The distribution of labeled albumin across the rabbit thoracic aorta in vivo.
125I-albumin was injected intravenously into normal conscious rabbits. The rabbits were killed after 10 minutes to 24 hours, and the descending thoracic aorta was excises immediately, opened longitudinally, rinsed, and frozen. Samples of frozen aorta were sectioned paralled to the intimal surface and washed with trichloroacetic acid (TCA) prior to counting. TCA-soluble tissue radioactivity slowly increased with time, suggesting that 125I was cleaved gradually from the labeled albumin within the aortic wall. At up to 4 hours, transmural concentration profiles of TCA-precipitable radioactivity had steep gradients near the intimal surface, moderate gradients near the medial-advential border, and were relatively falt in the middle of the media. After 24 hours, the steep intimal gradient had disappeared. Concentrations were otherwise comparable to those at 4 hours. The rate of accumulation of TCA-precipitable radioactivity was rapid initially (measurable concentrations were found throughout the media after only 10 minutes) and decreased with time. The results are consistent with entry of 125I-albumin into the media from both the luminal and adventitial sides. Approximate calculations indicate that the albumin mass transfer resistance associated with the intimal endothelium is about 1 order of magnitude greater than that associated with the media.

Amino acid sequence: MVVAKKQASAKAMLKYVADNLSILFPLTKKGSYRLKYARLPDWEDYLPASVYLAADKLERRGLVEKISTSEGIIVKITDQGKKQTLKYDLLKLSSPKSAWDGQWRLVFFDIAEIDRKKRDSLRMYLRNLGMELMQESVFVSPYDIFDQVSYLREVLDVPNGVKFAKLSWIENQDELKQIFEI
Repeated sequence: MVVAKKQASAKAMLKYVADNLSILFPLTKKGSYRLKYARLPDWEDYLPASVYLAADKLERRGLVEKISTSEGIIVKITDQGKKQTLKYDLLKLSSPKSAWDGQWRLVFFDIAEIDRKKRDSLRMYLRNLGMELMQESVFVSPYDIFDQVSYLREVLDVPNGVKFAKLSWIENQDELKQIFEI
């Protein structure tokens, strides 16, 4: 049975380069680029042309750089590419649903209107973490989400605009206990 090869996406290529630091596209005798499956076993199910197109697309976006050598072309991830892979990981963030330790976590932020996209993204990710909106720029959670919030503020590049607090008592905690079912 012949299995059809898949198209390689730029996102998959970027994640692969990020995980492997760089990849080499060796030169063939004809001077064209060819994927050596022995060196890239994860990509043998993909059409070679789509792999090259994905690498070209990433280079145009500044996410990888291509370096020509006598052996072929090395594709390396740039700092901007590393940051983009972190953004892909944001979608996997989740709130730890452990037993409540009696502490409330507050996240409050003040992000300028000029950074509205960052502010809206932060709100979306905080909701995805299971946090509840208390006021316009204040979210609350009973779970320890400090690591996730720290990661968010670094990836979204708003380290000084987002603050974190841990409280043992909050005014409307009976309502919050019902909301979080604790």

- Copyright © 1977 by American Heart Association